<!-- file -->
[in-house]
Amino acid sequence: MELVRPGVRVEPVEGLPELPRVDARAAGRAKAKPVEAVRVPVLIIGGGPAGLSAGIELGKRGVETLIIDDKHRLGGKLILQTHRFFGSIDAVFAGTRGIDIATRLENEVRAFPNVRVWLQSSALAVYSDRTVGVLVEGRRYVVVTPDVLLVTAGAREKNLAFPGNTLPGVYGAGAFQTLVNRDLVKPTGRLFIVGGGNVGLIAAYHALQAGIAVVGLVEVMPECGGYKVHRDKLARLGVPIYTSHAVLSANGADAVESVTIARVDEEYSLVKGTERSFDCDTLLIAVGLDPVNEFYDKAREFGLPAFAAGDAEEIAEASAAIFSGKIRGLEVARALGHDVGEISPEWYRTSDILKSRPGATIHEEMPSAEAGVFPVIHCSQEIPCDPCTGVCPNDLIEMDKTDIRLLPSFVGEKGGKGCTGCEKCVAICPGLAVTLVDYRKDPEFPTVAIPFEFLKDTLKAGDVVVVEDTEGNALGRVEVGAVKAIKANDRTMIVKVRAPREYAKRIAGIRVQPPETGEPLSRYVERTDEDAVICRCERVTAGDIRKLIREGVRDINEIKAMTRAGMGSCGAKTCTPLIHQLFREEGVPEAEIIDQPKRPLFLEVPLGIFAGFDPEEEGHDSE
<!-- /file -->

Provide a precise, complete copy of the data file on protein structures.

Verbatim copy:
[in-house]
Amino acid sequence: MELVRPGVRVEPVEGLPELPRVDARAAGRAKAKPVEAVRVPVLIIGGGPAGLSAGIELGKRGVETLIIDDKHRLGGKLILQTHRFFGSIDAVFAGTRGIDIATRLENEVRAFPNVRVWLQSSALAVYSDRTVGVLVEGRRYVVVTPDVLLVTAGAREKNLAFPGNTLPGVYGAGAFQTLVNRDLVKPTGRLFIVGGGNVGLIAAYHALQAGIAVVGLVEVMPECGGYKVHRDKLARLGVPIYTSHAVLSANGADAVESVTIARVDEEYSLVKGTERSFDCDTLLIAVGLDPVNEFYDKAREFGLPAFAAGDAEEIAEASAAIFSGKIRGLEVARALGHDVGEISPEWYRTSDILKSRPGATIHEEMPSAEAGVFPVIHCSQEIPCDPCTGVCPNDLIEMDKTDIRLLPSFVGEKGGKGCTGCEKCVAICPGLAVTLVDYRKDPEFPTVAIPFEFLKDTLKAGDVVVVEDTEGNALGRVEVGAVKAIKANDRTMIVKVRAPREYAKRIAGIRVQPPETGEPLSRYVERTDEDAVICRCERVTAGDIRKLIREGVRDINEIKAMTRAGMGSCGAKTCTPLIHQLFREEGVPEAEIIDQPKRPLFLEVPLGIFAGFDPEEEGHDSE